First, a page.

When you have worked hard to build up your savings, it is not always easy to decide how best to look after them, especially if you are nearing retirement or already enjoying your retirement years.
You most likely have some or all of the following objectives:
- Protect your capital and maintain financial security
- Generate an income
- Grow the capital, but with an acceptable level of risk
- Leave a healthy inheritance to children and grandchildren
You know that you need to invest to earn enough capital growth but may also be wary about taking on too much investment risk. And if you are invested geopolitical events and market volatility can make you nervous and wonder if you should sell and sit in cash for a while.
In truth, for most people, successful investing is hard; financial markets are complicated and can be unpredictable. But by getting a better understanding of investment principles you can avoid some common pitfalls. Following these principles and working with a financial adviser will help turn your goals into reality.
The risks of trying to time the market
Successful investors are marathon runners, not sprinters. So staying invested in the markets over the long term usually gives the best returns. When you see the markets fluctuate, it can be tempting to buy and sell investments, either to chase short-term gains or because you are afraid share prices will fall. Unfortunately, this can often result in entering or exiting the market at precisely the wrong time and making emotional investment decisions will rarely help you meet your longer-term financial goals.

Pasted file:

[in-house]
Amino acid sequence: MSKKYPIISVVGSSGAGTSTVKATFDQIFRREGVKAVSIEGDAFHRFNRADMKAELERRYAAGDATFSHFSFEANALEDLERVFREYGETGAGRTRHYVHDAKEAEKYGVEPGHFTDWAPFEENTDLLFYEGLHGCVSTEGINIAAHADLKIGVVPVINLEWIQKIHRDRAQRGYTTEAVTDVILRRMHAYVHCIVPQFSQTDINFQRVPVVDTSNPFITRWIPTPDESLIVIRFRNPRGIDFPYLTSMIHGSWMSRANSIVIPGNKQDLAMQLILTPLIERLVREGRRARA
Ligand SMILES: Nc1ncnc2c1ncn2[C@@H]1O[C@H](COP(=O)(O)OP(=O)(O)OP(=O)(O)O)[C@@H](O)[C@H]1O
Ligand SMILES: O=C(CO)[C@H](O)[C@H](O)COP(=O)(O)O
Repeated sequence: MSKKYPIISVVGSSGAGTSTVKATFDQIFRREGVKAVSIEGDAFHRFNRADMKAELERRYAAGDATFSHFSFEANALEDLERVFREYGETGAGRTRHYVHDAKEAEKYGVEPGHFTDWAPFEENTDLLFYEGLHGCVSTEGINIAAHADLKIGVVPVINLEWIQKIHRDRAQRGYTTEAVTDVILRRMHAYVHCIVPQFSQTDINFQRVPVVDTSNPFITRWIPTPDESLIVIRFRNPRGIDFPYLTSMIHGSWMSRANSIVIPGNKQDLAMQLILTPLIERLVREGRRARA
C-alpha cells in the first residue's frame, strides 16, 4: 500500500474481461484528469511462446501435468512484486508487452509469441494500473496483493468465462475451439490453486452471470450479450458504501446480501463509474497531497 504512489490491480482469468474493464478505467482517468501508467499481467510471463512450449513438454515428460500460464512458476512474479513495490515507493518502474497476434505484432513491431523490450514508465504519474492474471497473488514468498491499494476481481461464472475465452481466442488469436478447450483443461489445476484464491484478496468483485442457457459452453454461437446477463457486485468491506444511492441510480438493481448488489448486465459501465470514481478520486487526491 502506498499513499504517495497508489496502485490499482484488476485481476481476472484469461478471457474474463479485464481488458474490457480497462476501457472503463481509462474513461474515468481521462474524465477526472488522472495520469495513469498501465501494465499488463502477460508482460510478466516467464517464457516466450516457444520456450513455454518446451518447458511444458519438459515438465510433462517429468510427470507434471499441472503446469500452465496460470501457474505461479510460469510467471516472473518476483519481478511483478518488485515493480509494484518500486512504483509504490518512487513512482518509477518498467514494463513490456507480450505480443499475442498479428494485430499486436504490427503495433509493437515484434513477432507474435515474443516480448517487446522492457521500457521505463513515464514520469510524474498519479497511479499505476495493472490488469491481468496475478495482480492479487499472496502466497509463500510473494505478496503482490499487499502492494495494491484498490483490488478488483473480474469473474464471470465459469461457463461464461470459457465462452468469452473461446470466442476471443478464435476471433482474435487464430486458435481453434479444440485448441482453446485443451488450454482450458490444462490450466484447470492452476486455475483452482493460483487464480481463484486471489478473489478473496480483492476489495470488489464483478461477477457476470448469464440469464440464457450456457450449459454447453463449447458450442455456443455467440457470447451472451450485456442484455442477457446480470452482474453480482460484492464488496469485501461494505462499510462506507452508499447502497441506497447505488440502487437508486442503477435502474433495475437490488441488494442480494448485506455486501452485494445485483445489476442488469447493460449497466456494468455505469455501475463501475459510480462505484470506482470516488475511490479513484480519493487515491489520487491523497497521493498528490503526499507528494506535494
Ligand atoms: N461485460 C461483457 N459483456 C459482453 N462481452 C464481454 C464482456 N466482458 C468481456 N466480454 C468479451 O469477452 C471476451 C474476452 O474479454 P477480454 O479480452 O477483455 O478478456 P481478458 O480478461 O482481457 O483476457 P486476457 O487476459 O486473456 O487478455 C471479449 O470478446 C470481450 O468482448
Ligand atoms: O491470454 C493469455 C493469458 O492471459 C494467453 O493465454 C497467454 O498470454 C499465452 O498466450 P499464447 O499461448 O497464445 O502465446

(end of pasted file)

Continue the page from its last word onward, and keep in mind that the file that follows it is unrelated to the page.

For individual investors, it is extremely difficult to anticipate and deal with the wide range and speed of events and issues which can impact economies and markets. At any time, external events, investor sentiment and even rumours can have a negative or positive impact, often unexpectedly and suddenly. Reacting to current conditions is usually too late, so to be successful, you would need to foresee both the best time to buy and to sell. Even experienced investors cannot get this right all the time.
Then there is the risk of missing out. It is surprising what a difference certain days in a market cycle can make to returns. If, for example, you are not invested because you are waiting for share prices to stabilise after a period of volatility, you could miss benefiting from rebound days if the market suddenly rallies.
To illustrate this, if you had invested £100,000 in the FTSE All-Share index for the full ten-year period up to 31 December 2021, and stayed invested the whole time, you would have enjoyed a profit (before fees and charges), of £110,700, so your investment would notionally have more than doubled to £210,700, including the original investment. Investors who missed the five, ten and twenty best days saw profits, before fees and charges are applied, drop to £64,090, £40,540 and £6,820 respectively. Those who missed the best 30 days saw a loss of £15,800.
While it may feel uncomfortable to stay invested when markets fluctuate, this discipline usually produces better returns over the longer term than chasing short-term gains.
The importance of diversification